Kipling has chosen its Regent Street store in London to debut its exciting new store concept. This is the first of the brand’s retail spaces to display the new concept, which will be rolled out across stores globally. We sat down with Kipling’s Vera Breuer and Olivier Gay to discuss the brand’s vision for the future
We met with Olivier Gay, the vice president and general manager of VF Corporation (Kipling’s parent company), and Vera Breuer, Kipling’s global president, at the Axtell Soho building in London. This new B2B creative hub brings the VF Corporation brands together under one roof, with a sleek six-floor space that is also home to names such as The North Face, Vans, Timberland, Eastpak and Napapijri. VF Corporation’s vision is presented here, and the launch of the Axtell Soho building comes at a perfect time as Kipling rolls out its own personal creative vision for the future.
Kipling’s London store, which is just around the corner from the Axtell Soho building, has recently reopened after renovation. The makeover is based on the brand’s new creative vision and is all the more noteworthy as it’s the first Kipling store in the world to display the new identity.
The new vision has been in the works for the past year or so and there is a new team on board as the driving force, which includes Breuer and Gay, and a new designer. They have brought a new lease of life to the brand while also drawing on its 30-year history to define the vision for the future. ‘We really looked to our roots, to our heritage and we found very rich assets,’ Gay explains. These assets, along with the brand’s original outlook, served as the starting point, and this is something which Breuer highlights: ‘When it was created 30 years ago, Kipling was a brand that was quite avant-garde. It was adventurous.’ She adds that establishing a new creative vision came as a natural evolution, helped by the fact it comes at a time when 1990s-inspired style is very fashionable. The decade was a key era for the brand and, as Breuer says, ‘It’s pretty good timing.’
From a design perspective, this has meant looking to hero pieces to truly harness the brand’s heritage. ‘We wanted to keep our DNA,” Gay says. ‘We are known for our light bags that are convenient and functional.’ With this in mind, the team set about revisiting styles which were created 20 years ago and updating them with new materials, new colours and personalisation options such as keyrings. The New Classics collection, the first to be designed by the brand’s new artistic director, showcases this approach. As Gay points out some of his favourite styles, he explains: ‘You still have styles that you recognise from the past, but it’s already something new. We have to change step by step, because we also have to keep our loyal consumers happy. It’s a balance between going back to where we were and driving the consumer to where we want.’ By capturing the essence of the brand and updating it for a contemporary audience, Kipling has found a way to appeal to both old and new fans.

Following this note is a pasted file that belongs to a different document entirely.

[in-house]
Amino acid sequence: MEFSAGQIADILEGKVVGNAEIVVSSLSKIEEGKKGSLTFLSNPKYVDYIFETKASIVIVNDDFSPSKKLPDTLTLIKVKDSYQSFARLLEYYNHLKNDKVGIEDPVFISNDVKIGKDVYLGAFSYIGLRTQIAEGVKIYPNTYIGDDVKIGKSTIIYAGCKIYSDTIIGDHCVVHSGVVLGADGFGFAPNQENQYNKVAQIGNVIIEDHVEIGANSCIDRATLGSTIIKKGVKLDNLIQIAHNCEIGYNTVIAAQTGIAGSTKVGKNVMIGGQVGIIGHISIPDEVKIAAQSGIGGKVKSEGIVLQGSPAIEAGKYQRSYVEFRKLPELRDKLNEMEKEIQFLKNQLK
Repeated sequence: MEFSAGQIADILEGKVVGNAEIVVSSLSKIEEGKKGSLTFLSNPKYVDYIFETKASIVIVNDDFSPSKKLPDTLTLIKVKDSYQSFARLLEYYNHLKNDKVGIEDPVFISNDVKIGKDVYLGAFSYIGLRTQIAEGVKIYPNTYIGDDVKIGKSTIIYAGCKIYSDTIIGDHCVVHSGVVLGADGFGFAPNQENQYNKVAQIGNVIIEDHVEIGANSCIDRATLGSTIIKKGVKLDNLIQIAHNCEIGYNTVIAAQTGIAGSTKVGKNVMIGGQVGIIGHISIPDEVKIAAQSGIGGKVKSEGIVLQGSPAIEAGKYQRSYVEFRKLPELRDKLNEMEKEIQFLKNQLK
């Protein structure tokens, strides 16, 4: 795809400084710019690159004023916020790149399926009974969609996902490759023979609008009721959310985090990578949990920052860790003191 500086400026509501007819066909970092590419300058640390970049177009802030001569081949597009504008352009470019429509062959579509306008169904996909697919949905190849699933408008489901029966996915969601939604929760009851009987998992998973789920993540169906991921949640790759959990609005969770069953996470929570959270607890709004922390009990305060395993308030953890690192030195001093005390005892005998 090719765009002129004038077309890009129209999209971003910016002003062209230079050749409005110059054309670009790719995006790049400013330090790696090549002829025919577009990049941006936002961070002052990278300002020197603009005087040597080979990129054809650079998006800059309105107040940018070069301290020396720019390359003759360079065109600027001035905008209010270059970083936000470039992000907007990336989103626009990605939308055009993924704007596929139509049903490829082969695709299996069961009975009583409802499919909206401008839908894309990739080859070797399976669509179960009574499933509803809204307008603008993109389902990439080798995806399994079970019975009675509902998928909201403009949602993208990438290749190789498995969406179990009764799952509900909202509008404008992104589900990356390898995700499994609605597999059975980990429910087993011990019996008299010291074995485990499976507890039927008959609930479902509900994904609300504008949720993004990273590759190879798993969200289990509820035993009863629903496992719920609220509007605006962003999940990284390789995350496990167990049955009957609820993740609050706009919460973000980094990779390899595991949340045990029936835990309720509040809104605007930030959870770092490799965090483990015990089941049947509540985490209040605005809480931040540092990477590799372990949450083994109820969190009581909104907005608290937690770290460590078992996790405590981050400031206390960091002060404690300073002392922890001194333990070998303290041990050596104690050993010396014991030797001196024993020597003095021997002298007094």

Up until a couple years ago, Kipling’s identity was fragmented and varied from market to market. In a bid to consolidate the brand’s image, Kipling’s new store concept will be rolled out worldwide, with local variations so that each store has a link to the city it is located in. ‘Every new store has a monkey mural and it’s always a local artist that interprets the monkey within the city,’ Breuer explains. In the case of the revamped Regent Street store, London-based street artist Fanakapan has been chosen to give his distinctive interpretation of the signature monkey mascot. The store also features a map where visitors can pin recommendations, encouraging all its customers to discover the city. Kipling positions itself as a brand that celebrates urban living, something which is reflected in the new store interior design. Breuer explains the choice of materials: ‘It’s an urban playground, so we used materials like metal, wood, cement. All the elements of the creative vision are blended in the new store.’ Kipling’s new creative vision is very much anchored in an urban setting, as a travel brand for city-dwellers.
With the new outlook comes more planning for the future. VF Corporation has a serious sustainable agenda, with brands such as Timberland and The North Face leading the way, so it’s hardly a surprise that this is also an area that Kipling is developing. ‘Sustainability is a very important focus,’ Breuer says. ‘We work within the VF framework so there is a five-year sustainability road map, and we benefit a lot from the way VF is creating this as one platform. We have had a few milestones that we have already exceeded in our road map, in terms of the recyclable materials we use or in terms of hang tags, for example. We are soon going to create a pilot for luggage rental. In that sense we are really looking at how we can go one step further, from cradle to grave, with sustainability.’
‘VF’s purpose is being a movement-maker – Kipling is full of movement; we always have been,’ Gay adds. Now more than ever, Kipling is brimming with energy.
Kipling, 205 Regent Street, London W1B 4HB, +44 (0)20 7287 1985